Water skiing accidents are very dangerous because of high speeds, crowded ski areas and loose equipment such as the tow rope or skis.
^ The operator should be aware of the surroundings at all times. The operator should take great care to avoid other boats, skiers and objects in the water such as skis, tow ropes, buoys, swimmers and other skiers.
^ The observer should observe the skier at all times, know the hand signals that the skier may use, and communicate with the operator. The observer should also have the signal flag ready for any time that a skier or his equipment is in the water.
^ When a skier, ski or tow rope is in the water, the boat operator and passengers should take great care. You should always keep a sharp lookout for other boats.
^ The skier should be looking for floating objects, other skiers and boats. The skier should pay special attention to the tow rope to keep from getting it entangled.
If the boat is put into neutral while the engine is running, the propeller may continue to spin for a short time and cause serious injury. You should make sure that the propeller is no longer spinning before allowing a skier near it.
O The downed skier should hold up a ski or arm to warn other boats and skiers.
O The observer should raise the signal flag designating a downed skier, watch the position of the skier and alert other boats.
O Approach the site from downwind or into the current using slow to idle speed.
O The boat should return to the water skier as quickly as possible, making sure that the skier's tow rope is not caught in the boat's propeller.
O An operator should keep a skier on the operator's side so that the skier always remains within the operator's view.
O If the skier is re-entering the boat, the operator should turn the engine off before the skier comes on board. You may be able to leave the engine on if your boat design has the propeller a good distance away from the skier. For instance, many boats specially designed for water skiing have a swim step on the stern and a propeller that is mounted amidships. In either case, the water skier should be brought into the boat over the stern.
Case Study: A person had just finished skiing and was sitting on the swim step of a vessel, pulling in the ski line. The ski flag was raised, as there was still a ski line in the water. A second vessel came very close to this vessel at a high rate of speed and ran over the ski rope, which became caught in the propeller. The line then broke, and snapped back, striking the person on the swim step in the stomach and leg. She sustained third degree burns and a fractured pelvis.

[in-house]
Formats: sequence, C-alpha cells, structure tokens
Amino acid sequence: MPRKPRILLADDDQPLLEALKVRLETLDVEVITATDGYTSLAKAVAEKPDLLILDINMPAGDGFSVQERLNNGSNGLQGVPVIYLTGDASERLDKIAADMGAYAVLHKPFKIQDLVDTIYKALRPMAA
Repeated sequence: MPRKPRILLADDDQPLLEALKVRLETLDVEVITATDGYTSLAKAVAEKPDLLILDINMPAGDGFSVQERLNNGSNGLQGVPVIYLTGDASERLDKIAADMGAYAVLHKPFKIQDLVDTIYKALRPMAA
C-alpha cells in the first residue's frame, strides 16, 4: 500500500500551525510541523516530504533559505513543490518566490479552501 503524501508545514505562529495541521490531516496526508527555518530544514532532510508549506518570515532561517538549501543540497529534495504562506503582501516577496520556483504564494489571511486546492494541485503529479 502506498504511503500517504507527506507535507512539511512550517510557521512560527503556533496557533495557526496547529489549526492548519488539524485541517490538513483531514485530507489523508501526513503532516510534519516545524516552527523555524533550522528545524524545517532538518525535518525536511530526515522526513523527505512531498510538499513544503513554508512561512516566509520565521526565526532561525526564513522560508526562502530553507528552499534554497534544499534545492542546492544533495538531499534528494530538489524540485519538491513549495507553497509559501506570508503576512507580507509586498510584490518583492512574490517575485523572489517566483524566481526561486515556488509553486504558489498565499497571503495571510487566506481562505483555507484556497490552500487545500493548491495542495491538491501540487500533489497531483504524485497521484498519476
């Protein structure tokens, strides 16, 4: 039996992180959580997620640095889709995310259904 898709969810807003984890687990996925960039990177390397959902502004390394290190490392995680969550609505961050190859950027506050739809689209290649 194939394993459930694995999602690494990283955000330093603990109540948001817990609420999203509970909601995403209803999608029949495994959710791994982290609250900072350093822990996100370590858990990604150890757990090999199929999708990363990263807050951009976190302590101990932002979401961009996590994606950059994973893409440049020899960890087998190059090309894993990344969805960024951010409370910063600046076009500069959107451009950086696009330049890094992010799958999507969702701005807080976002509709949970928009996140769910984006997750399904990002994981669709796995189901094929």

1. Identify the mistakes that the people made and the proper actions they could have taken.
2. What could this person have done differently to prevent this accident?
3. What steps could you take to rescue the victims and/or make the situation better?
A vessel operator involved in an accident is responsible for helping other people in the accident, as long as it does not endanger his or her vessel, crew, and passengers. Any person offering help in "good faith," without objection by anyone being helped, can't be held liable for the results of that help.
If you are in a boating accident, you must report it to the Department of Boating and Waterways or the local marine law enforcement authority. This may be the local harbor patrol, county sheriff or the U.S. Coast Guard.
If a person dies, disappears, or needs medical attention beyond First Aid, the incident must be reported to the enforcement agency responsible for the waterway. Report the following information:
^ Date, time, and exact location of the accident.
^ Name of each person who disappeared, died or was injured, and the vessels involved.
^ Names and addresses of the owner, operator, and passengers of all boats involved.
A formal report must be filed with the Department of Boating and Waterways:
✓ Within 48 hours if someone has disappeared or died, or if a person has injuries that require more than first aid.
✓ Within 10 days if the accident involves more than $500 damage, or the boat is a complete loss.
A vessel operator involved in an accident that causes damage to a moored boat or other property must notify the owner or person in charge of the property. If the operator can't locate the owner or person in charge of the property, the operator involved in the accident must leave a written notice in an easy-to-see place on the property damaged. This notice must give the name and address of the operator and of the owner of the vessel involved, and a statement describing what happened.
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